Let’s continue looking at a few interesting prospects over the winter. Next up is OF Aaron Luna. Luna was drafted by the Cardinals in the 9th round of the 2008 MLB draft out of Rice. He played in the infield for the Rice Owls, but his professional future would lie in the outfield.
In his first partial season in professional baseball, he started out in Quad Cities as a 21 year old and basically mashed. He had a wOBA of .429 over 82 at-bats even though his batting average was only .234. That gives any early idea of the kind of power that Aaron Luna could produce. He was promoted to Palm Beach in August and never got adjusted to high A in only 13 games. He struck out 8 times and had an OPS of .383. Aaron probably wants to forget that stint, so we will as well. Luna played in the outfield in every game that season. He went to the Instructional league that offseason to work on playing 2B again.
In 2009, he was returned to Quad Cities and he only played 6 games before being moved back to Palm Beach. Back in the place where he had a disappointing end to his first professional season and played much better. He had a wOBA of .393 over 54 games. He continued his high OBP ways, even though he still struck out 22% of his at-bats. A high OBP combined with a ISO slugging of .231 got a promotion to Springfield for Luna in his age 22 season. Luna actually played a majority of his games in Palm Beach at second base, which made us reach quickly to our paper bags as we dreamt of a second baseman with that kind of power and on-base capability. But, when he was moved to Springfield, he was used almost exclusively in the outfield. He ended the season with Springfield and OPS’ed .782 but continued to keep his high OBP at .362 even though is average was below .235.
The rest of Luna’s career after the jump.
Luna’s strong 2009 lead him to start out the season where he ended the previous season, in Springfield and Luna made a marketed improvement in his stats in every category. He had a wOBA of .418 in 103 games in Springfield. (418!) He was absolutely throttling the ball with 15 HRs and an ISO slugging of .201. But, his on-base abilities did not decline either as he walked 15.4% of his plate appearances. His strikeouts continued at the same level with 22.9%. He is still striking out more than he is walking, but with an OPS of .891, some things can be forgiven. This season was elevated by a shocking 18% line drive rate. But with a .302 BABIP, one could even say he got unlucky based on how many line drives he hit in 2010. The unfortunate part of his time in Springfield in 2010 is that he only got 6 games at 2B. So, after a 1 year experiment with a lot of games at 2B, Luna was moved back to outfield and as it seems permanently. Luna was promoted to Memphis for most of July and never really caught on and was moved back to Springfield. However, Luna’s strong LD% followed him to Memphis (16.1%) , but his BABIP did not (.233). In a small sample size of 52 plate appearances in Memphis, it looks like Luna got fairly unlucky in the small time in AAA.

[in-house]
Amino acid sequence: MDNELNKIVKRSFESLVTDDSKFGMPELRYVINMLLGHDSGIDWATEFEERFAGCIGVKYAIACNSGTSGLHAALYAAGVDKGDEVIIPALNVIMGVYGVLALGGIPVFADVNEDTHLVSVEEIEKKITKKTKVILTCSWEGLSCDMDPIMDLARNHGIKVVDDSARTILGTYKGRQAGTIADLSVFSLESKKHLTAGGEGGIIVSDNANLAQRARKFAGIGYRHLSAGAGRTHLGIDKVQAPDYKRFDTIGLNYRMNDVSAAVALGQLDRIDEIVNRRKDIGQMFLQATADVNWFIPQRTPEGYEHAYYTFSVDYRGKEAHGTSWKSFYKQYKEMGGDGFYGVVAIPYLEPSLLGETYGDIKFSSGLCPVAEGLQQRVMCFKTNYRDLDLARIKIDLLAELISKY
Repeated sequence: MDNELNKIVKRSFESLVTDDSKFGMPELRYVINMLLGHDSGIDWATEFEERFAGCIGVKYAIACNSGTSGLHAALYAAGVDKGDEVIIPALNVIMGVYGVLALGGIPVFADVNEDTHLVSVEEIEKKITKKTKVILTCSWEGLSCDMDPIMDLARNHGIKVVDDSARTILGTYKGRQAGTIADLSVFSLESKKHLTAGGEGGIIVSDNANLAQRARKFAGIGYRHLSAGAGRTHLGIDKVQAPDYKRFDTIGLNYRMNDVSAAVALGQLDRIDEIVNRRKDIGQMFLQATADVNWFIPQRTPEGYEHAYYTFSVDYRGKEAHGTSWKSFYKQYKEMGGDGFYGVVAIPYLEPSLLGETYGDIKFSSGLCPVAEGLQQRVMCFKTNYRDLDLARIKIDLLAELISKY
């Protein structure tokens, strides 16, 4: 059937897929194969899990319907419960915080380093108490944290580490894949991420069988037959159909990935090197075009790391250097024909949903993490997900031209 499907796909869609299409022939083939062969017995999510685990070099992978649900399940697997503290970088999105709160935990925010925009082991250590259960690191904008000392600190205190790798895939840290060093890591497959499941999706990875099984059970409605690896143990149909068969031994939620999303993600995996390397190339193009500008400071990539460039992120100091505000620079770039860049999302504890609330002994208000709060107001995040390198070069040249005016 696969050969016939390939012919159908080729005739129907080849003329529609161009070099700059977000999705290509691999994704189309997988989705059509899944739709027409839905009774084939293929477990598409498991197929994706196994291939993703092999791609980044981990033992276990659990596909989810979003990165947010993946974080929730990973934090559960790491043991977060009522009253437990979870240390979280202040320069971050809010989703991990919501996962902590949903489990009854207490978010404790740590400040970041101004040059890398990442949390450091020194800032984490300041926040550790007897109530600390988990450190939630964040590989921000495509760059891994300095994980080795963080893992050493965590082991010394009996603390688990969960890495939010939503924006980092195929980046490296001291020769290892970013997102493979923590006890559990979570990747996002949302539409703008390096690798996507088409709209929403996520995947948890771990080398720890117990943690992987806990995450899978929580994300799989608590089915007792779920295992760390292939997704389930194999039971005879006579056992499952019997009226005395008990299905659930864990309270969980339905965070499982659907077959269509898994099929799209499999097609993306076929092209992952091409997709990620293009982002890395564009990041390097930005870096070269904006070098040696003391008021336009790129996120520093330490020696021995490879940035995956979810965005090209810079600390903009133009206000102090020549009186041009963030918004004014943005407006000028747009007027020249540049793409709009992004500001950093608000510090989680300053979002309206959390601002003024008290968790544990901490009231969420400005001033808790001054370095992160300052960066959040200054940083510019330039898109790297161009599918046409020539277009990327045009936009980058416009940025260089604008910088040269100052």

Aaron Luna is so much more valuable as a second baseman, but based on his one year return to the infield, the Cardinals do not think he will be able to stick there and his future is in the outfield. However, if he continues to hit like he did in Springfield in 2010, he will still have some value in the outfield. That being said, considering he probably is limited to left field in the outfield and the Cardinals have Matt Holliday locking that position down for the next several years, he is going to be blocked for the near future. If he switched back to second, is he as bad defensively as Skip Schumaker? There is no way to tell, but I would consider them to be in a similar range on the defensive scale at second. Unless Luna can suddenly convince the Cardinals brass that he can play second base at a major league level, his future probably exists as a Jack Cust-like three true outcomes DH for an American League team.